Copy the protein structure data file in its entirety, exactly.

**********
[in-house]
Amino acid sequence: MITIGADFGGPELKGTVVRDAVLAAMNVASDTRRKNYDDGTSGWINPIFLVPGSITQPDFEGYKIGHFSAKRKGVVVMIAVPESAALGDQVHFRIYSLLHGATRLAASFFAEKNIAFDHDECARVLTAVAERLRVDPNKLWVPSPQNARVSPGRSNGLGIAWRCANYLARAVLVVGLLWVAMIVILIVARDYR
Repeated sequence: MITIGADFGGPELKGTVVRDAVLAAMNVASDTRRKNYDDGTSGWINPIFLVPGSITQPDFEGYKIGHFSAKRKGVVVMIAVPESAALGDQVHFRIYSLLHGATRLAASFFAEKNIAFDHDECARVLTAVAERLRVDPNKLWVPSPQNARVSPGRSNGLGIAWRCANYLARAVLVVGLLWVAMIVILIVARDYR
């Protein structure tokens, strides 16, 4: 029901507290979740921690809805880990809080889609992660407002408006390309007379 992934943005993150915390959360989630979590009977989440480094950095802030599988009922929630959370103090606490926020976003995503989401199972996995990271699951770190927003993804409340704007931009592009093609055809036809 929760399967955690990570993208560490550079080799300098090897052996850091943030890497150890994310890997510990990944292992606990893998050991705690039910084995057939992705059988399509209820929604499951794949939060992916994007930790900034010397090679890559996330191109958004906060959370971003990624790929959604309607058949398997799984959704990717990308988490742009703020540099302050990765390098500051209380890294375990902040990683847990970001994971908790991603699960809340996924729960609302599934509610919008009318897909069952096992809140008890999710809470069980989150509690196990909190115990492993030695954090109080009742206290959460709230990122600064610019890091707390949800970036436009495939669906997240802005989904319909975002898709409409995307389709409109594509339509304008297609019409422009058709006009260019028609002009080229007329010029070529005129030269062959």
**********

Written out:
[in-house]
Amino acid sequence: MITIGADFGGPELKGTVVRDAVLAAMNVASDTRRKNYDDGTSGWINPIFLVPGSITQPDFEGYKIGHFSAKRKGVVVMIAVPESAALGDQVHFRIYSLLHGATRLAASFFAEKNIAFDHDECARVLTAVAERLRVDPNKLWVPSPQNARVSPGRSNGLGIAWRCANYLARAVLVVGLLWVAMIVILIVARDYR
Repeated sequence: MITIGADFGGPELKGTVVRDAVLAAMNVASDTRRKNYDDGTSGWINPIFLVPGSITQPDFEGYKIGHFSAKRKGVVVMIAVPESAALGDQVHFRIYSLLHGATRLAASFFAEKNIAFDHDECARVLTAVAERLRVDPNKLWVPSPQNARVSPGRSNGLGIAWRCANYLARAVLVVGLLWVAMIVILIVARDYR
């Protein structure tokens, strides 16, 4: 029901507290979740921690809805880990809080889609992660407002408006390309007379 992934943005993150915390959360989630979590009977989440480094950095802030599988009922929630959370103090606490926020976003995503989401199972996995990271699951770190927003993804409340704007931009592009093609055809036809 929760399967955690990570993208560490550079080799300098090897052996850091943030890497150890994310890997510990990944292992606990893998050991705690039910084995057939992705059988399509209820929604499951794949939060992916994007930790900034010397090679890559996330191109958004906060959370971003990624790929959604309607058949398997799984959704990717990308988490742009703020540099302050990765390098500051209380890294375990902040990683847990970001994971908790991603699960809340996924729960609302599934509610919008009318897909069952096992809140008890999710809470069980989150509690196990909190115990492993030695954090109080009742206290959460709230990122600064610019890091707390949800970036436009495939669906997240802005989904319909975002898709409409995307389709409109594509339509304008297609019409422009058709006009260019028609002009080229007329010029070529005129030269062959």